Racing In The Mountains? Come Prepared

Before tackling a race at high elevation, spend some time at home preparing for the thin air — or arrive a few weeks early. Photo: www.shutterstock.com

Tips to improve running performance at high elevations.

One of the toughest challenges runners can face is completing all of their training at their low-elevation residences, and then traveling to compete in a race at high altitude (above 5,000 feet). At elevations above 5,000 feet, the “thin air” factor begins to have a measurable effect on endurance performance. At 8,000 feet, for instance, the barometric pressure is 25 percent lower than it is at sea level — meaning you get 25 percent less oxygen per breath than you get at sea level.

Fortunately, there are some effective measures you can use to limit the negative effects of thin air on your racing performance. Admittedly, some of these tips are more practical than others. But any one of them — or any combination of them — can assist you in preparing to race at high altitude and help ensure you get the most out of your training.

Arrive Early

Athletes who live at high altitude perform better in that environment than athletes of equal fitness who live close to sea level. That’s because the body adapts to the lower air pressure at altitude by producing more oxygen-carrying red blood cells. Those, like elite marathoner Ryan Hall, of Big Bear, Calif., who are born and raised at high altitude have the greatest advantage, but the body can make measurable progress in adapting to high altitude in a matter of days.

How early would you have to arrive at your high-altitude race in order to see an improvement in your performance? Unfortunately, research shows that it takes at least two weeks to acclimate to high altitude sufficiently to see a performance benefit.

RELATED: How Much Altitude Training Is Enough?

Make Your Own Thin Air

A more convenient alternative to arriving at the site of your high-altitude race two weeks early is using a hypoxic generator. These machines simulate a high-altitude environment by generating reduced-oxygen air, which the user breathes through a mask or inside a special tent. Because it is necessary to breathe hypoxic air for several hours a day to enjoy the same physiological adaptations that come with living at high altitude, most owners of hypoxic generators choose to sleep inside the tent nightly.

This equipment isn’t cheap, with the least expensive generators costing roughly $2,500. But some companies offer short- and long-term rentals. For example, you can rent a unit from Higher Peaks for two months for $699.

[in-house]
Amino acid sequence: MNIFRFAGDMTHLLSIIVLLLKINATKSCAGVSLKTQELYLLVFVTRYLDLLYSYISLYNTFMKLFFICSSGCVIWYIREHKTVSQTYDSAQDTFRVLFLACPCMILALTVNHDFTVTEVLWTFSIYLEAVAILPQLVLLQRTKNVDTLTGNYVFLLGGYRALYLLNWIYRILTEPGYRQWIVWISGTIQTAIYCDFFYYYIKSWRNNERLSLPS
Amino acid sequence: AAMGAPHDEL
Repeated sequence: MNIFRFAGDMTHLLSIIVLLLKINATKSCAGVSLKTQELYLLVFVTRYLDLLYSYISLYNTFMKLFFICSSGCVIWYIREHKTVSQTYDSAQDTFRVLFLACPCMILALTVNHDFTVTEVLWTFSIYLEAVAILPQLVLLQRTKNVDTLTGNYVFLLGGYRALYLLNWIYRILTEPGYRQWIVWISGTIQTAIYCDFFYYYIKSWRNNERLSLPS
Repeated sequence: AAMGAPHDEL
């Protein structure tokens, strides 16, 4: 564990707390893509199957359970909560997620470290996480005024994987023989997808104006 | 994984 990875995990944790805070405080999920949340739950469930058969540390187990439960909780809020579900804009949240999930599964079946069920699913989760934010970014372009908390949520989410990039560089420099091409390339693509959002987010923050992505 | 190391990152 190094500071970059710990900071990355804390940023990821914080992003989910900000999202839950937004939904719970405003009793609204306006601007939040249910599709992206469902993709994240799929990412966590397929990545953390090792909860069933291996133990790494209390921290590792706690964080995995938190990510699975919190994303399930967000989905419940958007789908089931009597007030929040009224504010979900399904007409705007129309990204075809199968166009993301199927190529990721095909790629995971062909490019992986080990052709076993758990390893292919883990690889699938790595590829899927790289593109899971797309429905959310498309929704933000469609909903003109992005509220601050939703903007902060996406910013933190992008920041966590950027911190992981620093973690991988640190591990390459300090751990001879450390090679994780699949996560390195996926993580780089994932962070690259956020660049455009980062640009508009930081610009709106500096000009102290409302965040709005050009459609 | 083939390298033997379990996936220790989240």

Supplement With Green Tea Extract

As mentioned, the primary cause of reduced endurance performance at high altitude is the inability of the body to supply the muscles with as much oxygen as it can at sea level. But there is also a secondary cause, which is increased production of free radicals by the working muscles. And there is a simple, scientifically proven way to address this secondary cause of reduced performance at high altitude: Take an antioxidant-rich green tea extract supplement.

A study by researchers at the University of Texas Southwestern Medical Center at Dallas found that cycling time trial performance at simulated altitude was significantly improved when subjects took a green tea extract capsule one hour before exercise. Don’t expect to get the same results from drinking green tea, though, as a single green tea extract capsule contains as much catechins (the primary type of antioxidant in green tea) as about 12 cups of green tea.

RELATED: Altitude Training For The Non-Elite

Consider Sodium Bicarbonate

One of the body’s early responses to high-altitude exposure is increased respiration, which increases blood pH. This, in turn, reduces the capacity of the muscles to buffer acids produced during exercise and thus reduces exercise capacity. One of the muscles’ main acid buffers is sodium bicarbonate — that’s right, plain old baking soda.

A recent Korean study showed that consuming sodium bicarbonate before exercise boosted time trial performance in cyclists during acclimation to high altitude. Recommended dosage is 0.2 to 0.4 gram per kilogram of bodyweight before exercise. Be aware, however, that possible side effects include nausea, vomiting, and diarrhea.

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About The Author:

Matt Fitzgerald is the author of numerous books, including Racing Weight: How To Get Lean For Peak Performance (VeloPress, 2012). He is also a Training Intelligence Specialist for PEAR Sports. To learn more about Matt visit www.mattfitzgerald.org.

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